Fair taxation could increase the competitiveness of low-carbon alternative and renewable fuels. A taxation scheme prioritising the environmental performance of fuels rather than the outdated volume-based approach would drive down prices and offer consumers both greener and cheaper alternatives. All energy products used as propellant should be rewarded based on a WTW assessment of their environmental footprint, including electricity. Further, sustainable biofuels and renewable gases, such as bioLPG, which is capable of 80% CO2 emission reductions compared to conventional LPG, should be exempt from minimum rates.

Consistency between the EU Fuel Quality Directive (FQD) and Renewable Energy Directive (RED) is of the utmost importance. The two Directives should have harmonised targets and consider the same obligated parties.

The EU FQD should further foster the uptake of low-carbon fuels. The FQD is a suitable tool to decarbonise fuels as it is based on a WTW technology neutral approach, and it could deliver more post-2020 provided that incentives are in place and that barriers for the roll-out of higher blends are removed, considering European ethanol saves average 72% GHG emissions compared to petrol, and biodiesel results in a significant reduction in the range of 50 to 90% compared to diesel.

The EU RED II should offer the right level of support needed by all renewable fuels.  According to the Impact Assessment of the 2030 Climate Target Plan, advanced biofuels will become the second most important source of renewables in transport by 2030. Yet these projections and the investment environment do not match the level of ambitions of RED II. Ensuring investor confidence is the key to a safe and speedy deployment of advanced technologies. The existing targets and subtargets should be maintained and only revised upwards and be matched by financial support for innovative pathways. Moreover, the current cap on crop-based biofuels should be reassessed and revised upwards now that ILUC concerns have been fully addressed in the Delegated Act on high ILUC-risk biofuels. Ensuring an adequate level of support to sustainable crop-based biofuels producers is key to enable a proper development of Annex IX-A biofuels and other waste-based biofuels. A new comprehensive terminology of all renewable gaseous and liquid fuels is needed to ensure consistency and create a level playing field.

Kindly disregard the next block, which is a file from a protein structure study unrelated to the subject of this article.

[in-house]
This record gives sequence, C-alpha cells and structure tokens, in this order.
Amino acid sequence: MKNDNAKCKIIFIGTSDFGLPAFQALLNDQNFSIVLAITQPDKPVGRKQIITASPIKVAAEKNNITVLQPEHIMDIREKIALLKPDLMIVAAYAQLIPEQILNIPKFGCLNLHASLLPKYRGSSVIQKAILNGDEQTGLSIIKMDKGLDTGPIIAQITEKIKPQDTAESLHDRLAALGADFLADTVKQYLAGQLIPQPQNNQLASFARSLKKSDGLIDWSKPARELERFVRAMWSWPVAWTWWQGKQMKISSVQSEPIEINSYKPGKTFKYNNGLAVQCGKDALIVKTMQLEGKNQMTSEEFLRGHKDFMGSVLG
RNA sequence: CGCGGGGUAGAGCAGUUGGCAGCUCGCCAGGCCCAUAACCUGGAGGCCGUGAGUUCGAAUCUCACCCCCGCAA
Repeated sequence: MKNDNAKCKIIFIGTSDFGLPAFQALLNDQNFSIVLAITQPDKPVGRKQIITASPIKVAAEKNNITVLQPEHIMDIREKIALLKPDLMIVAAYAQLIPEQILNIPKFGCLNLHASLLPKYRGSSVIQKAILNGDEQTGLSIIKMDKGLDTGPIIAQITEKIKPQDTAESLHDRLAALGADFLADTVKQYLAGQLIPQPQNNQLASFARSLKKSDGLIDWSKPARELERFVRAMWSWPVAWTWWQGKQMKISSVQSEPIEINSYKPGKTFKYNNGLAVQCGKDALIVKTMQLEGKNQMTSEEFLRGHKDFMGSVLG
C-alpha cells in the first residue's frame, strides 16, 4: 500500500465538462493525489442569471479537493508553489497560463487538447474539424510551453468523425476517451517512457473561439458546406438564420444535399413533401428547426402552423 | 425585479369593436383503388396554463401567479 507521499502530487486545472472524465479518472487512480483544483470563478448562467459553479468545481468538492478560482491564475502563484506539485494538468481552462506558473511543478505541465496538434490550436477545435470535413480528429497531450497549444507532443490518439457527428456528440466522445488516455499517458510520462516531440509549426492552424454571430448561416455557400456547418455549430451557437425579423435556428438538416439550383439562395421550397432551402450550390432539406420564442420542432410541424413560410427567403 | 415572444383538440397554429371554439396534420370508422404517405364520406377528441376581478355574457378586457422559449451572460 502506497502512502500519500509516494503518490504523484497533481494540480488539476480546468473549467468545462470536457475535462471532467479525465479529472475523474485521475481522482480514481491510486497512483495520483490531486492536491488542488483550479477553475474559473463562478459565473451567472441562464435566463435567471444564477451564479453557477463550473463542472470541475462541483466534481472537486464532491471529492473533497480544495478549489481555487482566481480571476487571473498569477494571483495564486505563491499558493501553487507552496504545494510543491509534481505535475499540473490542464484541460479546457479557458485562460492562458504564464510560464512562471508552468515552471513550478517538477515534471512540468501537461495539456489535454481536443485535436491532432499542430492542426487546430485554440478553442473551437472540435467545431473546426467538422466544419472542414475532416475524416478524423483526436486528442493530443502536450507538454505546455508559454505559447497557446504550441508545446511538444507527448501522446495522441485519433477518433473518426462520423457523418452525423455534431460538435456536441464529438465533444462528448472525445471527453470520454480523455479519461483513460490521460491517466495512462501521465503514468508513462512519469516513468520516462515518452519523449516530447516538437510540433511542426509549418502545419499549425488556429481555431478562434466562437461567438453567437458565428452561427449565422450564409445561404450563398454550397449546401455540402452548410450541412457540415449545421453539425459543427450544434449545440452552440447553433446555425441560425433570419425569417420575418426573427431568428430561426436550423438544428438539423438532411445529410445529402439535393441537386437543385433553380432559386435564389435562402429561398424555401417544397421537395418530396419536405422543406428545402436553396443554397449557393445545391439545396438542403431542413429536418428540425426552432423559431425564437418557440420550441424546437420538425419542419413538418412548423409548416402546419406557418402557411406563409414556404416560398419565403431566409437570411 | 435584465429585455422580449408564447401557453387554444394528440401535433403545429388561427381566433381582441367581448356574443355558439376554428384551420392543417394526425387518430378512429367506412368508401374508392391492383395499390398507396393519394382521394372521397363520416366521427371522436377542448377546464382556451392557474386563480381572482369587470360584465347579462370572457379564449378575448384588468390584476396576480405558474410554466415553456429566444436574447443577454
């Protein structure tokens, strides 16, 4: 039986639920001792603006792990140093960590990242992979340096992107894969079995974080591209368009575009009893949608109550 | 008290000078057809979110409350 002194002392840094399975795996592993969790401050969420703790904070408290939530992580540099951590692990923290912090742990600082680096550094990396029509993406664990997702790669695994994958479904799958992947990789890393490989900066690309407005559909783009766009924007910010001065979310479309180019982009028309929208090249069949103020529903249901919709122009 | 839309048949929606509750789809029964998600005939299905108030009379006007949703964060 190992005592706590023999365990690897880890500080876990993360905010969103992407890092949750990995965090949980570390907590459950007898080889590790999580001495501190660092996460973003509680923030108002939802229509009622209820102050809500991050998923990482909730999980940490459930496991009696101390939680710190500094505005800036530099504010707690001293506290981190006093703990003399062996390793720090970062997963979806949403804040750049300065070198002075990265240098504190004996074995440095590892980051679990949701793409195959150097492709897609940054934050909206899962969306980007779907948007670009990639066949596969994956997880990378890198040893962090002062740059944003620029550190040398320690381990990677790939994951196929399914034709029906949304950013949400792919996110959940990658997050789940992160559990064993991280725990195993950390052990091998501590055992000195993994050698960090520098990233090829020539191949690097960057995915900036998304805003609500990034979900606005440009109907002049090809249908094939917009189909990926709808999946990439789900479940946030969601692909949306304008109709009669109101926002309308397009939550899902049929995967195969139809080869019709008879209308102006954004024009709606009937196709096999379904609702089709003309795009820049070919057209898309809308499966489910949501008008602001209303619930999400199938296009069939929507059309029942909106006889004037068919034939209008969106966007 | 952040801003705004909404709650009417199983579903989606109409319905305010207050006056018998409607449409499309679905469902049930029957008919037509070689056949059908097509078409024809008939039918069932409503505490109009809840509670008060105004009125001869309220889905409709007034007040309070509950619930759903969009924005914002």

The European Commission should maintain the current definition of alternative fuels in the upcoming review of the Alternative Fuels Infrastructure Directive (AFID). While not all alternative fuels as defined by AFID are within the scope of infrastructure deployment, these fuels remain cleaner alternatives to conventional petroleum-based fuels, and should maintain this position to ensure the right market signal of continued support and private investments. Especially given that some of these fuels will be instrumental in addressing emissions from the existing fleet.

Alternative fuels infrastructures need to be deployed at a faster pace and include all options. The number of charging points and re-fuelling stations will need to be significantly ramped up, while recognising the benefits of repurposing the existing infrastructure to deliver low and carbon neutral fuels. The deployment of infrastructures which require minimum investment such as the high biofuel blends (E85, ED95, B30, B100) and LPG should be enabled. The role of alternative and renewable fuels should also be acknowledged in all segments of transport without pre-empting the allocation of certain energies to specific segments.

The right incentives should support the uptake of alternatively-fuelled vehicles by fostering demand. Low and zero-emissions technologies need to be affordable, convenient, and commercially viable for consumers and transport operators to adopt them. Alternative and renewable fuels offer the abovementioned criteria, and should be fully supported to immediately reduce emissions from road transport.

Our industries are committed to working with EU policymakers to ensure that all existing alternative fuels contribute to the decarbonisation of EU road transport. We believe we can help deliver an ambitious EU Sustainable and Smart Mobility Strategy.